Entanglement generation rate

The atom–atom entanglement generation rate r is given by

here η equals the success probability for each entanglement generation try and R is the repetition rate of the entanglement generation tries. Both η and R are dependent on the link length L. In the following, we assume a two-node setup with a middle station halfway the nodes, that is, L = L1 + L2 with L1 = L2, where L1 (L2) equals the link length from node 1 (node 2) to the middle station.

The success probability of an entanglement generation try is given by

$$\eta (L)={\eta }_{L=0}{10}^{-\alpha /10L}={\mathscr{O}}(exp(-L)),$$

(5)

here ηL=0 denotes the success probability for a setup with a zero length link and approximates 5.0 × 10−6 for the presented apparatus. This includes the photon collection efficiencies in both nodes after an excitation attempt (1.0 and 1.1%), the transmission of the microelectromechanical system switches (85%*), the efficiency of the frequency conversion devices (57%*), the single-photon transmission efficiencies of the spectral filtering cavities (81%*), the fibre coupling to the single-photon detectors (90%*), the single-photon detector efficiencies (85%*) and the fraction of distinguishable Bell states of 2/4 (*these efficiencies should be included twice). The attenuation rate in optical fibres is denoted by α in units of dB km−1, which is reduced using polarization-preserving QFC to telecom wavelength from 4.0 dB km−1 at 780 nm to 0.2 dB km−1 at 1,517 nm.

The repetition rate of the entanglement generation tries equals

$$R(L)=\frac{1}{T}=\frac{1}{{T}_{L=0}+\frac{1}{2}L/\left(\frac{2}{3}c\right)}={\mathscr{O}}({L}^{-1}),$$

(6)

where T is the period of an entanglement generation try. The period of an entanglement generation try for a link with L = 0 is denoted by TL=0 and equals 12 μs for the presented apparatus (R(0) = 8.3 × 104 s−1). This includes the initial state preparation (3 μs), the entanglement generation (200 ns), and the duration of the polarization gradient cooling per try (350 μs/40) to counteract the introduced heating during the state preparation and entanglement generation tries. The second term in the denominator gives the communication times between the nodes and the middle station over optical fibres, where \(\frac{2}{3}c\) approximates the speed of light in an optical fibre. The factor \(\frac{1}{2}\) appears as, in the implemented experimental sequences, the electronic delay for the atomic readout is only applied after a successful heralding event (Methods, Experimental sequence). This is not feasible when the two nodes are physically separated by a distance L and, effectively, reduces the entanglement generation rate by a factor up to two for a physical separation L compared to the values observed in this work.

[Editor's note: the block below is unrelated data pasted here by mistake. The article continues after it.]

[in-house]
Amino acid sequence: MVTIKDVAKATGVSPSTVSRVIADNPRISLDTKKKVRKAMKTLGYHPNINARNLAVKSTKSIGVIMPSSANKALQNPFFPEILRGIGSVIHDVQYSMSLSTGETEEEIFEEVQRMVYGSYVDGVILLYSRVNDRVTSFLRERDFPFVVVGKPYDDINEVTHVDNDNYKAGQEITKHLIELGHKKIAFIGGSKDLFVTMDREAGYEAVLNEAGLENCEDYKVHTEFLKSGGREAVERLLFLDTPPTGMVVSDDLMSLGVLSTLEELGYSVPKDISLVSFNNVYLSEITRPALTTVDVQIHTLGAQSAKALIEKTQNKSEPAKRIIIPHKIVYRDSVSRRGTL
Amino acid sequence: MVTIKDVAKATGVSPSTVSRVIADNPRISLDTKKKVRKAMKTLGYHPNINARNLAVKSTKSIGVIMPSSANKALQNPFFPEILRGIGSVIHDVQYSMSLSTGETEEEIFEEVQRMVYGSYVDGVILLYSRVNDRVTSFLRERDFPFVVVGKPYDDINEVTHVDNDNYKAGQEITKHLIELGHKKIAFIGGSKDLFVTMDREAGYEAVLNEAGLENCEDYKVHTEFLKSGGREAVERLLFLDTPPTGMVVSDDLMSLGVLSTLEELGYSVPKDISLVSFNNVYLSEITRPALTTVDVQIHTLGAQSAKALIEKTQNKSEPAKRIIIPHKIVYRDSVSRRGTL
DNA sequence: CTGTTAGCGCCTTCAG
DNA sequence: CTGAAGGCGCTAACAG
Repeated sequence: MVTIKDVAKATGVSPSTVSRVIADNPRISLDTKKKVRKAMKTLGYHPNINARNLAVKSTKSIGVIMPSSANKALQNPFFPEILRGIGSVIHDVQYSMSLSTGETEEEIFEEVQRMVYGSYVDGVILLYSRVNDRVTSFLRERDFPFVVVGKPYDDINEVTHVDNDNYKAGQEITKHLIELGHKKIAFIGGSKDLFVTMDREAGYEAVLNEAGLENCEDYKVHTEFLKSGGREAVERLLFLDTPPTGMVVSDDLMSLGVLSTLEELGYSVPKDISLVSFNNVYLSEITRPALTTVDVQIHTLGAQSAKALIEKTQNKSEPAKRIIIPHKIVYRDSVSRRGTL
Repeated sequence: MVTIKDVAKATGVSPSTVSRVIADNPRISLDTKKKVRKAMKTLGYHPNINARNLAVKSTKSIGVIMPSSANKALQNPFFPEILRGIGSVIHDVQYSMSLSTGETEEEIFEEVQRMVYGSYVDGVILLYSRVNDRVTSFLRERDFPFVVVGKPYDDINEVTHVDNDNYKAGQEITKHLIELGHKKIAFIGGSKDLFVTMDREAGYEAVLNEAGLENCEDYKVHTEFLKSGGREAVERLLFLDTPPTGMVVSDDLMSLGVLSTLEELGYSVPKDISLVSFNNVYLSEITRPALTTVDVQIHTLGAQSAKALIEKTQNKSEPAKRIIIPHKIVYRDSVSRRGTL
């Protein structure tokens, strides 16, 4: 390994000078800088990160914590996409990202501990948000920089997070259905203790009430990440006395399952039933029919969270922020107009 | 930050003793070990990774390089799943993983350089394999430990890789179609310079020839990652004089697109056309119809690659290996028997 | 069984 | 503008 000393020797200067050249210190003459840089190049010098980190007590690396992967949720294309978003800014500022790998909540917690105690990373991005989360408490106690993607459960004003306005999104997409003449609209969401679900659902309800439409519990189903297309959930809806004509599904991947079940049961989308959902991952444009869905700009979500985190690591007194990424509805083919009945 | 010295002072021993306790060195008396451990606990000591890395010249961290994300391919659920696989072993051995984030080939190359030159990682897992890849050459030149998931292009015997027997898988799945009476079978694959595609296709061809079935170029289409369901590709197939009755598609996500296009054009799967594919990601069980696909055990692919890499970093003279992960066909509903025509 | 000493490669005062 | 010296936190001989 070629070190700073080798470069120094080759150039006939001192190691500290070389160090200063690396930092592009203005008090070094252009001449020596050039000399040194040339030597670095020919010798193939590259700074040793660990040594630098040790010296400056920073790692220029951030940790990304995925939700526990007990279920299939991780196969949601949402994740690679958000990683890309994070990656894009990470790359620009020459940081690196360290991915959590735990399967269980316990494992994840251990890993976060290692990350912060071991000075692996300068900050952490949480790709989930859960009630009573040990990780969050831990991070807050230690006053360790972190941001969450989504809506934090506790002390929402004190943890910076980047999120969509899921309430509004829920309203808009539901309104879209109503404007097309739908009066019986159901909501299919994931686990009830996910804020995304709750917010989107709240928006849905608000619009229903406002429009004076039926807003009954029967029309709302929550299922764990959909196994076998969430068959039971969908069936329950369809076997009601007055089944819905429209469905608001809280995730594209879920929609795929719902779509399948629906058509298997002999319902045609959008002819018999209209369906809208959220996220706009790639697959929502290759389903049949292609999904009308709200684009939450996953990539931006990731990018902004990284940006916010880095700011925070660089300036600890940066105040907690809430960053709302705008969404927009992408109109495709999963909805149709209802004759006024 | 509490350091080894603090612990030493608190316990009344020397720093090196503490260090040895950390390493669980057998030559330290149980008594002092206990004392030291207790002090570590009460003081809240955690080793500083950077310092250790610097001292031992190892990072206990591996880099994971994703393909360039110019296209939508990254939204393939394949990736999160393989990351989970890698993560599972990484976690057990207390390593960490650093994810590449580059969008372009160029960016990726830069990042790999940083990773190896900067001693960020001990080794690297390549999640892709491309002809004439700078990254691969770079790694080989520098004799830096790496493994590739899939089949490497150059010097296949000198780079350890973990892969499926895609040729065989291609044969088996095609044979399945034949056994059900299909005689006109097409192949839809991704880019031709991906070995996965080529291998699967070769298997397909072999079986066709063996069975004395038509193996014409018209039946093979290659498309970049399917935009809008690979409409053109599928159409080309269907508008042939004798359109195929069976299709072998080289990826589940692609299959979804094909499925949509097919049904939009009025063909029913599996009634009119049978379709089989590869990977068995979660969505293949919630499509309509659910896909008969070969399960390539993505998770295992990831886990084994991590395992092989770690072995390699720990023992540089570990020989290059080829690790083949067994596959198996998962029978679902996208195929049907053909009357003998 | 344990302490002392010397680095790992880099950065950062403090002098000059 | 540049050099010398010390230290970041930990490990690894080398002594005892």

For L < 54 km the entanglement generation rate is mainly reduced by the rapidly decreasing repetition rate R, for example, from L = 0 to L = 33 km, R(L) drops by a factor of 8 while the success probability reduces by a factor 4.5. Only for distances L > 54 km will the exponential dependence of the success probability outweigh the dependence of the repetition rate. Extended Data Fig. 6 shows the expected entanglement generation rate according to equations (4)–(6) extrapolated to distances up to 100 km, together with the entanglement generation rate of the data presented in the main text.

Note that the fidelities presented in the main text equal the expected fidelities for a physical separation of the nodes by a distance L. Moreover, the measurement times reported in the main text include a duty cycle of the experiment of roughly half, for example, the time effectively used for the entanglement generation tries approximates half of the reported measurement times (Methods, Experimental sequence).

Atom–atom state fidelity

The state of the atomic quantum memories is encoded in two magnetic sublevels of the rubidium ground state \({5}^{2}{S}_{1/2}|F=1\rangle \), which, however, is a spin-1 system. Besides the qubit states \(|{m}_{F}=\pm 1\rangle \), also the state \(|{m}_{F}=0\rangle \) can be populated, because of, for example, magnetic fields in a direction not coinciding with the quantization axis. Hence, the atom–atom state effectively occupies a 3 × 3 state space. Assuming isotropic dephasing towards white noise, the fidelity relative to a maximally entangled state is therefore estimated as \({\rm{ {\mathcal F} }}\ge 1/9+8/9\bar{V}\), where \(\bar{V}\) is average visibility in three orthogonal bases. The commonly used fidelity estimation from visibilities for an entangled two-qubit system is \( {\mathcal F} \ge 1/4+3/4\bar{V}\). For the effective two-qutrit system, however, this would result in an higher fidelity and would overestimate the fidelity of the generated atom–atom state.

Polarization control of long fibres

Stress or temperature induced polarization drifts in the long fibres are compensated using an automated polarization control. The polarization control is performed every 7 min, takes on average 20 s, and is based on a gradient descent optimization algorithm. In this way, polarization errors are kept below 1% during all measurements.